After first revealing its intentions in August in the middle of SoftBank’s own attempt to purchase the carrier, France’s Iliad has formally abandoned its intentions to purchase T-Mobile USA from Deutsche Telekom after failing to secure enough financing for the deal and having its first two bids rejected by DT in the past few months. The French carrier will now pursue its domestic growth policy. Iliad had offered an updated offer of $36 a share for 67 percent of T-Mobile, according to the above statement today. Iliad had previously offered $33 a share for a 56.6 percent stake in July, which was rejected when the first confirmation of the purchase attempt was announced in August.
Iliad in France is in a similar position to the current T-Mobile as the upstart carrier with incredibly discounted pricing in the French market with its Free Mobile brand, which offers deeply discounted mobile and cable service, with such perks as a free service plan with unlimited messaging and 2 hours of voice service along with 2GB of data per month and included fixed line calling to over 100 countries when used in the French metropolitan coverage area, to give an example of what Iliad is willing to offer the market.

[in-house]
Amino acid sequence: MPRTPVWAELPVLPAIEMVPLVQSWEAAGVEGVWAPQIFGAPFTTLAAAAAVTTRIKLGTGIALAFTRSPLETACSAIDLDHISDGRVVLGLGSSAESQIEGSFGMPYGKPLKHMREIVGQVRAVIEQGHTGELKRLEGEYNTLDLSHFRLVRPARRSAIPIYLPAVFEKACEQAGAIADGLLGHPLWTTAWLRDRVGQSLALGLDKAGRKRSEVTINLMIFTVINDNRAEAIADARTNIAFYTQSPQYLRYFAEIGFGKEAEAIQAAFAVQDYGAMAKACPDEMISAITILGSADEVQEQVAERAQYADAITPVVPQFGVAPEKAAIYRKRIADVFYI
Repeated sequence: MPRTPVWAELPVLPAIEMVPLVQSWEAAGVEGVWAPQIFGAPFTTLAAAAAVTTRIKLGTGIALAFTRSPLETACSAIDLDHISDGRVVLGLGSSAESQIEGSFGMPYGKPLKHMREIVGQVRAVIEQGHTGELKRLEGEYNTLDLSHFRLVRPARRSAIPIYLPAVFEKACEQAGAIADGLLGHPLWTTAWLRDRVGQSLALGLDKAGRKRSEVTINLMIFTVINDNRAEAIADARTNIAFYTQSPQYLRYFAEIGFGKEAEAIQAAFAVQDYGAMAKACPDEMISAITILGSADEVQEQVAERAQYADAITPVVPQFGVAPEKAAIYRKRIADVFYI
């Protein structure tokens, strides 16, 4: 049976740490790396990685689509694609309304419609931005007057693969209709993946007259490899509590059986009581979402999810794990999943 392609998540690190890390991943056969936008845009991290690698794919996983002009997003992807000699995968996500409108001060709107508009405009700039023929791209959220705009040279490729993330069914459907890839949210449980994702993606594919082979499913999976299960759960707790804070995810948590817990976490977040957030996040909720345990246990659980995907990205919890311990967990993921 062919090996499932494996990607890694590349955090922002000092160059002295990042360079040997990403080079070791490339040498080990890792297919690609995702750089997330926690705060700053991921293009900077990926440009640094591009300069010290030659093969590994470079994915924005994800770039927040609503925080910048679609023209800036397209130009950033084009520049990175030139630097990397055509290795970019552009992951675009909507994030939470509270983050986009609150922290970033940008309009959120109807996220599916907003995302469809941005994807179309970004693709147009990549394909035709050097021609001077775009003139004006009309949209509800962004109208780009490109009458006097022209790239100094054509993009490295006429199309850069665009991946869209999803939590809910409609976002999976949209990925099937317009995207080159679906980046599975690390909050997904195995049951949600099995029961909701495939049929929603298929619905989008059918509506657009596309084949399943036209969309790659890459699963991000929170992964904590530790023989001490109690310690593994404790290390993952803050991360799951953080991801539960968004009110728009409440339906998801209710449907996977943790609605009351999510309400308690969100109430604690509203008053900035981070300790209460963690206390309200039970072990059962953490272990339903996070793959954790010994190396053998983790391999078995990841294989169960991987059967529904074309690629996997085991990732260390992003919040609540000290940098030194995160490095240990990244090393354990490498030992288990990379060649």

Iliad’s Free Mobile brand was responsible for triggering a price war in France when it launched in 2012, enough that the entrenched carriers in Orange and SFR had no choice but to compete in what has since become a race to the bottom in terms of prices and service and introduced competition in a market that was known for inflated pricing and very little actual competition. However, that competition has also meant that profits and revenue have been a point of contention for the popular brand, with expansion proving difficult owing to lower overall revenue despite higher customer volume.
This marks the third purchase attempt for T-Mobile that has ended in abject failure, with the first and most visible being the failed AT&T purchase in 2012, then the failed and protracted purchase attempt by SoftBank that ended this past August.